What are passengers satisfied with?

Transport Focus have released their Autumn 2018 passenger satisfaction survey. Overall 78% of Southeastern customers were satisfied with their last journey.

Southeastern are featuring the finding that the overall satisfaction has risen 3 percentage points since Spring 2018. But that looks like a bit of positive spin. The Spring 2018 score was 2 percentage points down on the Autumn 2017. And Transport Focus say that neither the previous decrease nor the new increase are significant. (The sample size was 1463, so the margin of error is around +/-3%.) In reality overall customer satisfaction is little changed over a year and still too low.

Transport Focus also measure customer satisfaction on 40 specific aspects of the journey. Strangely on 36 out of these 40 aspects satisfaction was less than 78% – including toilets at stations (51% – 10 points down in the last year), toilets on trains (41% – but at least 11 points up over the last year, as Southeastern have resumed emptying them), and how Southeastern deal with delays (40%).

On the positive side, satisfaction is higher than 78% on provision of information at stations, how requests to station staff was handled, the length of time the journey was scheduled to take (actually a Network Rail measure), and the overall satisfaction with the station.

Even on the overall score, Southeastern are still well short of what Transport for London achieve on London Overground – 85% overall customer satisfaction. If the Secretary of State had not blocked the transfer of Southeastern Metro to TfL, we in the Sevenoaks area could be enjoying that – and Southeastern would have some direct competitive pressure to improve customer satisfaction mainline services.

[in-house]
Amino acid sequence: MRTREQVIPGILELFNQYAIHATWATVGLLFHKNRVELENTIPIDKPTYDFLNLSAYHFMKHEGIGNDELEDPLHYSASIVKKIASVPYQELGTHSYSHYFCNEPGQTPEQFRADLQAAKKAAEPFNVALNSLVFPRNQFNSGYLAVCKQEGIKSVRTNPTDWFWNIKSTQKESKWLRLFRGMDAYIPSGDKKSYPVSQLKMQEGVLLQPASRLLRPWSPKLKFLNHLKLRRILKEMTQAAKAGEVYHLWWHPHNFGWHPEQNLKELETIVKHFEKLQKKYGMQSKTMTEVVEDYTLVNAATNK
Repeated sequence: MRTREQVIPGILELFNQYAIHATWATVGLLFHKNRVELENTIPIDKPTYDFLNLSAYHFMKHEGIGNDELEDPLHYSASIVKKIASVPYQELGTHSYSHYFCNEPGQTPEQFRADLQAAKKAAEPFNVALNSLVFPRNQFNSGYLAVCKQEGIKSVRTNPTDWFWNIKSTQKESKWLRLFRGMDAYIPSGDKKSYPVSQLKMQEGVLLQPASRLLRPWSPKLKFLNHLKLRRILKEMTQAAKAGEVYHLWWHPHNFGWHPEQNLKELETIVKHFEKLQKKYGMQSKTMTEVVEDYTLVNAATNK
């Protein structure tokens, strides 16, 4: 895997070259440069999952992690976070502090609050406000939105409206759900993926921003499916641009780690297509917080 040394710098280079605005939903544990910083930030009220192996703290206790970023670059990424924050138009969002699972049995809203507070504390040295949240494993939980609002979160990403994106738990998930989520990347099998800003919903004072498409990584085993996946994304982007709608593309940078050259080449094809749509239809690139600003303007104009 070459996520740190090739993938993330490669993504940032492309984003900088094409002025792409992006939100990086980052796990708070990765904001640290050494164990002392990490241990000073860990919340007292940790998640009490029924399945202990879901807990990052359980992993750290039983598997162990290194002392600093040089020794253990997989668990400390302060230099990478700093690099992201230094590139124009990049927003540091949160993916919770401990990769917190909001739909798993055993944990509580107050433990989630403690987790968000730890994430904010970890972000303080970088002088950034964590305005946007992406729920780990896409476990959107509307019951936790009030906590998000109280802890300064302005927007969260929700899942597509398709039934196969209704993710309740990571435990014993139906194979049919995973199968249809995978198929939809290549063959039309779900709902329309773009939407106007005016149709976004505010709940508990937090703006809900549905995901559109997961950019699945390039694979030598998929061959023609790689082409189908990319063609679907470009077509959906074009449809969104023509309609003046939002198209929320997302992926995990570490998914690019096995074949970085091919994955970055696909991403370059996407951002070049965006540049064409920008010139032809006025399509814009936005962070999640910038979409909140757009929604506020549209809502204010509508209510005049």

In short, customer satisfaction has not significantly improved over the last year, despite the end of the London Bridge works, many aspects of the journey are still falling well short of what customers expect, and other transport operators are achieving better results with the same Victorian infrastructure. Southeastern should not be getting out the champagne yet!


What are passengers satisfied with? — 3 Comments

  1. Good results for the highly expensive HS1 service mask the miserable results for the Classic services that the majority of Southeastern’s passengers use, only 78% for Metro and just 74% for Mainline.

    The figures for the comparable London Overground / TfL Rail lines are far better, 91% for Euston – Watford and 87% for Liverpool Street – Shenfield.

    Thanks to Chris Grayling blocking our long awaited rail devolution, we still don’t have a worthwhile smart card: unlike Oyster, The Key doesn’t offer PAYG and you can’t even avoid the station queues by buying day tickets online and downloading them as you touch in at the gate.

    And the delays aren’t just about leaves on the line, the franchising process is slipping badly so it looks like we’ll be stuck with Southeastern’s poor service until at least 2020…

  2. Literally nobody I know has been surveyed for this. Makes you wonder if they survey “the right type” of passenger?

    The sample size is way too small at 1463 considering 4.54 million people used Sevenoaks station alone last year (from Wikipedia), that’s 12500 journeys a day on average… (4.54/365)

  3. @George

    In statistical terms a random sample of 1,463 is usually large enough to get a result that is accurate in 95% of instances to within plus or minus 3%. That’s the basis of opinion polls, for instance.

    That having been said, it’s not clear whether the Transport Focus sample is skewed by different rates of response – for instance the difficulty of surveying peak hour trains or the greater likelihood of leisure travellers having the time to fill in the form. Political opinion polls adjust for demographics and for likelihood of voting, but it’s not easy and even they do not always get it right.

    We also consider that the Transport Focus methodology, by asking about only the current journey, underweights the commuter experience of day-in, day-out minor misery. That may be why the Which? survey, which asks about experience over a period of time, always shows a much lower level of customer satisfaction.

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